Ja­pan moves to avert fis­cal cliff

The Pak Banker - - Front Page -

TOKYO

Ja­pan’s rul­ing and op­po­si­tion par­ties agreed on Wed­nes­day to quickly pass a deficit fund­ing bill in par­lia­ment, in a move that will keep the coun­try from fall­ing off its ver­sion of a ‘fis­cal cliff’ as the prime min­is­ter eyes elec­tions as early as next month. The bill is needed to bor­row some $480 bil­lion and fund roughly 40 per cent of this fis­cal year’s bud­get. With­out it, the gov­ern­ment could run out of money by the end of this month and would have to stop debt auc­tions next month, just as the econ­omy teeters on the brink of a re­ces­sion. Un­til re­cently the op­po­si­tion has used its con­trol of the up­per house to stall the bill in a bid to press Prime Min­is­ter Yoshi­hiko Noda to call an elec­tion. Noda had promised in Au­gust to go to the polls “soon” in or­der to win sup­port for an un­pop­u­lar plan to hike the sales tax.

Hop­ing to force Noda’s hand, how­ever, the main op­po­si­tion Lib­eral Demo­cratic Party (LDP) and its for­mer coali­tion ally New Komeito have changed tack and looked poised to pass the deficit bond bill Noda has set as a con­di­tion for call­ing elec­tions.

“I’m glad that we have demon­strated the wis­dom of par­lia­ment by over­com­ing dif­fer­ences be­tween rul­ing and op­po­si­tion par­ties,” Goshi Hosono, pol­icy af­fairs chief of the rul­ing Demo­cratic Party of Ja­pan (DPJ), told re­porters.

“We man­aged to show the peo­ple even at the last minute that par­lia­ment is func­tion­ing,” he said, af­ter strik­ing a deal with his coun­ter­parts from the two op­po­si­tion par­ties.

The bill is expected to pass in the lower house as early as Thurs­day and looks set to be en­acted in the up­per house with the back­ing of the two op­po­si­tion par­ties dur­ing the cur­rent par­lia­ment ses­sion that ends on Novem­ber 30.

In reach­ing the deal, the Democrats made con­ces­sions to the op­po­si­tion par­ties by promis­ing to re­view spend­ing ear­marked for the cur­rent fis­cal year and curb deficit bond is­suance.

The three par­ties agreed to al­low is­suance of deficit bonds through the fis­cal year that starts in April 2015, mean­ing that pas­sage of deficit bond bills would be se­cured with­out the bills be­ing taken as a po­lit­i­cal hostage in the com­ing few years.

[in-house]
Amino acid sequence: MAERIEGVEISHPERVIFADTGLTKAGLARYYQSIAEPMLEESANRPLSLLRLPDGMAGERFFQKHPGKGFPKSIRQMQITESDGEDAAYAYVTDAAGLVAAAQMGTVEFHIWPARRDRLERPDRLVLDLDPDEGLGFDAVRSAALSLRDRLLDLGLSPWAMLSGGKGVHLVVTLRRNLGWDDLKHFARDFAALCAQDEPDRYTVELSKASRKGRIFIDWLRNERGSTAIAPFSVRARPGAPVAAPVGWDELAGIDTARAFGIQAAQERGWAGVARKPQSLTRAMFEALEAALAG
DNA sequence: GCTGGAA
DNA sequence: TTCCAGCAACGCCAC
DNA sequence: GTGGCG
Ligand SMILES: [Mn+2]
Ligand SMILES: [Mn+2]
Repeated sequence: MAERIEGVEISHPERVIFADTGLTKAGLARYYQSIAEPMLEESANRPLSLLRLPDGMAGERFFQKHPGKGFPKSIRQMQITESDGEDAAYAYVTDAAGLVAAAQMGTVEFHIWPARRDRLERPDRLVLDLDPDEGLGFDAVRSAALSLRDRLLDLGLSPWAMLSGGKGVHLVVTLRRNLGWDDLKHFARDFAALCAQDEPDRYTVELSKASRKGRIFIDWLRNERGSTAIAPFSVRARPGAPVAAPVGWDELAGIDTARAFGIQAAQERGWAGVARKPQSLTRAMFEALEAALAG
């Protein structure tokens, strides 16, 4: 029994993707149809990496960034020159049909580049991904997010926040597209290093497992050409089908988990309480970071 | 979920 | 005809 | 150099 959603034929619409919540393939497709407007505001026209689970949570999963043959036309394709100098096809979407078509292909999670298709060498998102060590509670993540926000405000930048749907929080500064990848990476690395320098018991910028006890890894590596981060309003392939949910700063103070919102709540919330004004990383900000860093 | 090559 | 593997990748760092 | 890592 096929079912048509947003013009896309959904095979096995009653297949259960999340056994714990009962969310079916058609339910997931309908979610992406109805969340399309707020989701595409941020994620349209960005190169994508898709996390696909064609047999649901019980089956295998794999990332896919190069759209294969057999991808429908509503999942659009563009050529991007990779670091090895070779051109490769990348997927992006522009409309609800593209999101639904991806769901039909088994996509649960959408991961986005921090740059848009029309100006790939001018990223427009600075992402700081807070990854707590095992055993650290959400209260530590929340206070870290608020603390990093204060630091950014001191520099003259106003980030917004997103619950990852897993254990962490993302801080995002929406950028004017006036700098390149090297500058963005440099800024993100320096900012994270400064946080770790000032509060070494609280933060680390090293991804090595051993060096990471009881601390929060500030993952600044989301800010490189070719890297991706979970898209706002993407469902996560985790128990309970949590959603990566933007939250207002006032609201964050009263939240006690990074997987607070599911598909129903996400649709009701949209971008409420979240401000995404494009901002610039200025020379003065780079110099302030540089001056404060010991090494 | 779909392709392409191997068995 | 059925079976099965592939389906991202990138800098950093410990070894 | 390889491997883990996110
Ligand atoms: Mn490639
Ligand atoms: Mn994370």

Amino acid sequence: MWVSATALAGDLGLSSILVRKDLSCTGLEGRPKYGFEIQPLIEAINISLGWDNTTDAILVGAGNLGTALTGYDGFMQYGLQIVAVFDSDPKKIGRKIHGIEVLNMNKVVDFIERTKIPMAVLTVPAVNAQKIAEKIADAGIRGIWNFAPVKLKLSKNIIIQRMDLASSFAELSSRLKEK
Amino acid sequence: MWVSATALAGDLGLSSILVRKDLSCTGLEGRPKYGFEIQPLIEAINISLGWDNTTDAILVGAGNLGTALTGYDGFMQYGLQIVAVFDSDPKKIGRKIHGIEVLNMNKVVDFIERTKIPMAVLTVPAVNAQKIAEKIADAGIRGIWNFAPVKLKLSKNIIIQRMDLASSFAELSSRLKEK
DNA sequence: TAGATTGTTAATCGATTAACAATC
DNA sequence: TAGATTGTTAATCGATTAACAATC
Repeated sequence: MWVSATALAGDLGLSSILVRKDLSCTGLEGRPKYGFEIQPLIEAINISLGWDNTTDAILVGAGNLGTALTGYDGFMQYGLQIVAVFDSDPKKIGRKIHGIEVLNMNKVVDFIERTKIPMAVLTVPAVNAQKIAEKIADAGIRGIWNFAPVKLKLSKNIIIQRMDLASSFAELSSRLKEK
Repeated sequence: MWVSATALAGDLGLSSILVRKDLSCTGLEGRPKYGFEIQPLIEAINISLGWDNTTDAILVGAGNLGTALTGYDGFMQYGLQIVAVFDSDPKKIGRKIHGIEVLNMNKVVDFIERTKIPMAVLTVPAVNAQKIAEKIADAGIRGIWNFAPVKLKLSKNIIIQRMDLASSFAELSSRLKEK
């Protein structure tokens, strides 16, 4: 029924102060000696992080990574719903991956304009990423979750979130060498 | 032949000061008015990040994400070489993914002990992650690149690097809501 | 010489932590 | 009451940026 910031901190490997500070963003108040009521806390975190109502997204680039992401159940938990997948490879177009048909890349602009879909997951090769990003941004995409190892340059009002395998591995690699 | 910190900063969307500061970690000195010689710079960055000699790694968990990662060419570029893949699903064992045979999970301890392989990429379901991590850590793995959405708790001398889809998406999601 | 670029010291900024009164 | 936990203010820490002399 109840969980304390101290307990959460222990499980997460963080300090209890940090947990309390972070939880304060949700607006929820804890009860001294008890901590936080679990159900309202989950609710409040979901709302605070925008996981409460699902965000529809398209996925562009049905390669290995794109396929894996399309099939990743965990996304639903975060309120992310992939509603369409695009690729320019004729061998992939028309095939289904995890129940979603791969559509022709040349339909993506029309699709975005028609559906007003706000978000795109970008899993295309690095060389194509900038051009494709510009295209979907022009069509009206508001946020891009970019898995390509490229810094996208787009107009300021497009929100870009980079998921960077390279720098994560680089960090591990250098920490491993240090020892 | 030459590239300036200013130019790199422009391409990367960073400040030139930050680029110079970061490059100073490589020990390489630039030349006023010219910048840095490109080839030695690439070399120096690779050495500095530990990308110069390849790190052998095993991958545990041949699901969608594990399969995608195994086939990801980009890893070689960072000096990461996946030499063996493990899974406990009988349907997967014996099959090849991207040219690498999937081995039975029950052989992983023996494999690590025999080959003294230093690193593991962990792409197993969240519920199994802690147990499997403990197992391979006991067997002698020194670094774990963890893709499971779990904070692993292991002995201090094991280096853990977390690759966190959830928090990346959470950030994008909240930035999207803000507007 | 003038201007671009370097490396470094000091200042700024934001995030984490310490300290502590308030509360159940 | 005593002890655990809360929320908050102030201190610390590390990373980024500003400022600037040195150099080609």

Coun­ter­ing a con­cern that guar­an­tee­ing is­suance of deficit bonds may jeop­ar­dise fis­cal dis­ci­pline, the three par­ties said in a state­ment that the deal was aimed at sta­bil­is­ing fis­cal man­age­ment on con­di­tion that the gov­ern­ment keeps such bond is­suance un­der con­trol and main­tains sus­tain­able fi­nances.

The three par­ties also said they would seek a swift end to de­fer­rals on gov­ern­ment spend­ing such as on tax grants to ru­ral gov­ern­ments, which have been put in place since Septem­ber to avoid a cash crunch due to the dead­lock over the fund­ing bill. Fi­nance Min­is­ter Koriki Jo­jima told re­porters on Wed­nes­day that swift pas­sage of the bill is badly needed as the gov­ern­ment is con­sid­er­ing craft­ing an ex­tra bud­get at some point to stim­u­late the econ­omy af­ter a con­trac­tion in the third quar­ter.

Noda, un­der op­po­si­tion pres­sure to call an early poll, looks to be lean­ing to­wards hold­ing one as early as next month, af­ter pledg­ing sup­port for a con­tro­ver­sial US-led free trade pact.

But some in his party would pre­fer to de­lay the day of reck­on­ing with sup­port for his gov­ern­ment at its low­est since Noda took of­fice last year.

The risk that Ja­pan could lurch over its “fis­cal cliff” — a term coined to de­scribe mas­sive tax hikes and spend­ing cuts that could hit the United States early next year — has prompted fresh warn­ings from rat­ing agen­cies that a pro­longed po­lit­i­cal grid­lock could prompt credit downgrades.

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